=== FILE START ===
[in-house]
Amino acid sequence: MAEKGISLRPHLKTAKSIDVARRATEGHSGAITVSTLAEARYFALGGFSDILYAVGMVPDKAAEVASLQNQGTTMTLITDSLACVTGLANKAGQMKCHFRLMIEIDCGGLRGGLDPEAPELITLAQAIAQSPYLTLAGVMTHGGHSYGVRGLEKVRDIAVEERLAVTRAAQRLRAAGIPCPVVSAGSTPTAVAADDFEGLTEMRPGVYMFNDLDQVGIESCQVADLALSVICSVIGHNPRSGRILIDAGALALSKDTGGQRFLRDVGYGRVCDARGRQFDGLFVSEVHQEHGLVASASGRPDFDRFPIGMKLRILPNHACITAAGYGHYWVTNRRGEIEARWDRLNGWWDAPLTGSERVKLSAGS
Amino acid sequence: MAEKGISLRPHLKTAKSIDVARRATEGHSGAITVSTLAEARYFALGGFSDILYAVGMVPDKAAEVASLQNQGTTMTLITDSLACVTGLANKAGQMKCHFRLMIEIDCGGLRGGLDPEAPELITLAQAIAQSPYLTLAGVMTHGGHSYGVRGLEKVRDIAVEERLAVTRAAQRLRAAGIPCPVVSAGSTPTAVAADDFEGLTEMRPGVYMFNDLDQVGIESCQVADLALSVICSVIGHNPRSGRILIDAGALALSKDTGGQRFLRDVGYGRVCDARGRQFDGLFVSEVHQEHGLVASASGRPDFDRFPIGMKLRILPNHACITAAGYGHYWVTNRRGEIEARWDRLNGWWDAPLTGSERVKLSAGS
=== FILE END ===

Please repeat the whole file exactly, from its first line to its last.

[in-house]
Amino acid sequence: MAEKGISLRPHLKTAKSIDVARRATEGHSGAITVSTLAEARYFALGGFSDILYAVGMVPDKAAEVASLQNQGTTMTLITDSLACVTGLANKAGQMKCHFRLMIEIDCGGLRGGLDPEAPELITLAQAIAQSPYLTLAGVMTHGGHSYGVRGLEKVRDIAVEERLAVTRAAQRLRAAGIPCPVVSAGSTPTAVAADDFEGLTEMRPGVYMFNDLDQVGIESCQVADLALSVICSVIGHNPRSGRILIDAGALALSKDTGGQRFLRDVGYGRVCDARGRQFDGLFVSEVHQEHGLVASASGRPDFDRFPIGMKLRILPNHACITAAGYGHYWVTNRRGEIEARWDRLNGWWDAPLTGSERVKLSAGS
Amino acid sequence: MAEKGISLRPHLKTAKSIDVARRATEGHSGAITVSTLAEARYFALGGFSDILYAVGMVPDKAAEVASLQNQGTTMTLITDSLACVTGLANKAGQMKCHFRLMIEIDCGGLRGGLDPEAPELITLAQAIAQSPYLTLAGVMTHGGHSYGVRGLEKVRDIAVEERLAVTRAAQRLRAAGIPCPVVSAGSTPTAVAADDFEGLTEMRPGVYMFNDLDQVGIESCQVADLALSVICSVIGHNPRSGRILIDAGALALSKDTGGQRFLRDVGYGRVCDARGRQFDGLFVSEVHQEHGLVASASGRPDFDRFPIGMKLRILPNHACITAAGYGHYWVTNRRGEIEARWDRLNGWWDAPLTGSERVKLSAGS